“It wasn’t my fault. I blew up because I had the worst day.”
“Anyone would have reacted the way I did.”
When you lose your temper, shut down, or behave badly in other ways, you may feel tempted to rationalize your behavior. It can feel right to pin responsibility for your reactions on the other person or to attribute them to the situation.
When you do, you hide from the truth. You said what you said. You did what you did. You own responsibility for what you say, how you feel and the actions you take. When you admit how you contribute to problems, you win.
Owning = winning
Consider the difference:
- “I did it” versus “you made me do it.”
- “I don’t like sarcasm” versus “you’re too sarcastic.”
- “I was angry” versus “you made me angry.”
- “I don’t like your actions” versus “if you had any respect for me, you wouldn’t have done that”.
Which sounds stronger? Which feels more powerful?
When you own the part you play in initiating, maintaining, or aggravating an unresolved or escalating conflict, you increase your chances to successfully resolve any conflict. Accepting responsibility frees you to chip away at the portions of the problem you claim as yours. When you instead attribute your feelings to another or blame the other person, you give them responsibility for fixing the situation.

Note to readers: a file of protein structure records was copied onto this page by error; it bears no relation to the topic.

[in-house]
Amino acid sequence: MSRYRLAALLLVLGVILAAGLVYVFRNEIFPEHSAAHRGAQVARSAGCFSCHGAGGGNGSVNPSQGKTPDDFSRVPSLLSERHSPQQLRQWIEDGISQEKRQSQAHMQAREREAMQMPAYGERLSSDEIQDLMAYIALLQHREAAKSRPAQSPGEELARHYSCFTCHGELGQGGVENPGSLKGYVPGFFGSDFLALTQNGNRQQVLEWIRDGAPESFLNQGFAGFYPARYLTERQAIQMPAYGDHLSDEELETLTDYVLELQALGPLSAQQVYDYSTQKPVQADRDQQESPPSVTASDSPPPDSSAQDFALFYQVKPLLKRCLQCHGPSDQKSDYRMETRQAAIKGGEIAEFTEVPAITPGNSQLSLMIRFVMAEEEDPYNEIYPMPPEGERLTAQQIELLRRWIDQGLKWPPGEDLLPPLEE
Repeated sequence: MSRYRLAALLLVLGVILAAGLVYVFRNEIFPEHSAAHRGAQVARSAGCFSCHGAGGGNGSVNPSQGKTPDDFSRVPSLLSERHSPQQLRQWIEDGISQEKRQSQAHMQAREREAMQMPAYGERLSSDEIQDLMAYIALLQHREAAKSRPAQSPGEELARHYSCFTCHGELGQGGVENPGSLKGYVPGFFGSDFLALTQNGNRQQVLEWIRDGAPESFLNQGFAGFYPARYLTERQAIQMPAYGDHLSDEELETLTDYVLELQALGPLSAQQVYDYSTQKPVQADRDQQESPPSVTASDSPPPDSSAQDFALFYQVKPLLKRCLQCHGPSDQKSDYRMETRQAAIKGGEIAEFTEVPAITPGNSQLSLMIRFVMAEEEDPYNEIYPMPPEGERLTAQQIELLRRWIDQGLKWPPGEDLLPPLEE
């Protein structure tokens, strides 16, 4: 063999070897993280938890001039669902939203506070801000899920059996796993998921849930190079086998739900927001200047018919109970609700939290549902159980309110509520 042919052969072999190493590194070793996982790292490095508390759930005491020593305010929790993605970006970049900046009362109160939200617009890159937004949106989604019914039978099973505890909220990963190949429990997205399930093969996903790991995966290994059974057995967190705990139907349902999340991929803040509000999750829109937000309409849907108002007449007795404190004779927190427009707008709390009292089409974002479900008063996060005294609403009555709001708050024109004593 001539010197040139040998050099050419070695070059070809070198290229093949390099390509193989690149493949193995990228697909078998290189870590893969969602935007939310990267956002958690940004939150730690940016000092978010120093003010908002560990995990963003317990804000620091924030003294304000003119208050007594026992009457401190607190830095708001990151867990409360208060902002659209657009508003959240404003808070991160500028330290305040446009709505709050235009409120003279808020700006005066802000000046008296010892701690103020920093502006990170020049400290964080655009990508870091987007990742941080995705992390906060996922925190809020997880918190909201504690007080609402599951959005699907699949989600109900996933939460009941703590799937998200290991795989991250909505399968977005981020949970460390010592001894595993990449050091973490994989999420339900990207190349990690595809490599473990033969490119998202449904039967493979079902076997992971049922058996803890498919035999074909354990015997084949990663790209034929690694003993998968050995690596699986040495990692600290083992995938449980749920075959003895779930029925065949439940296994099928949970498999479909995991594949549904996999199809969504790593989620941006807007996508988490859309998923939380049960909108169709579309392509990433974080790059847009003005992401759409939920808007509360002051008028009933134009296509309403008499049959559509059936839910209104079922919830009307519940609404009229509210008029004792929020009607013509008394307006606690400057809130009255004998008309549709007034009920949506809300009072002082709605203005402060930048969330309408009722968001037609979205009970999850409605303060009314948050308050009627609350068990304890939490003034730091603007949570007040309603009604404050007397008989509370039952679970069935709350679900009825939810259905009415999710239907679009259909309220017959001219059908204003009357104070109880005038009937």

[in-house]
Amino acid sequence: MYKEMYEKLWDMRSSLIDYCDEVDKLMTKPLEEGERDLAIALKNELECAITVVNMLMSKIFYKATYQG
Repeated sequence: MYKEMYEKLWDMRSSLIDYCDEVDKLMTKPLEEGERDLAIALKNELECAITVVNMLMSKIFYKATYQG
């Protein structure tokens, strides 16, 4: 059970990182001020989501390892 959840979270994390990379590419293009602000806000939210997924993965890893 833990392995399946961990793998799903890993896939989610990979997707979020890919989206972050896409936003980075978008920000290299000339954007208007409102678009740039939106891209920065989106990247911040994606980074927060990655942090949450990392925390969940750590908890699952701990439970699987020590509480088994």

If you want to take ownership, ask yourself these questions:
- What could I be doing differently right now?
- What am I feeling and where did that feeling come from?
- What support do I need to give myself?
- What conversations do I need to have with this other person? With myself?
- Where am I getting stuck? What am I struggling with understanding or doing?
- What fears do I need to address?
- What part of my mindset do I need to challenge?
- What do I need to learn about myself?
- What will I do differently next time?
Don’t rob yourself of the opportunity to turn things around. Own your piece of the action.
If you liked this post, you might enjoy https://workplacecoachblog.com/2021/07/addressing-conflict-what-stops-you/ or https://workplacecoachblog.com/2021/06/conflict-management-strategies-for-handling-the-emotional-roller-coaster/ or my latest book, Managing for Accountability, https://bit.ly/3CTFTKV which explores personal accountability along with ways to create an accountable culture.
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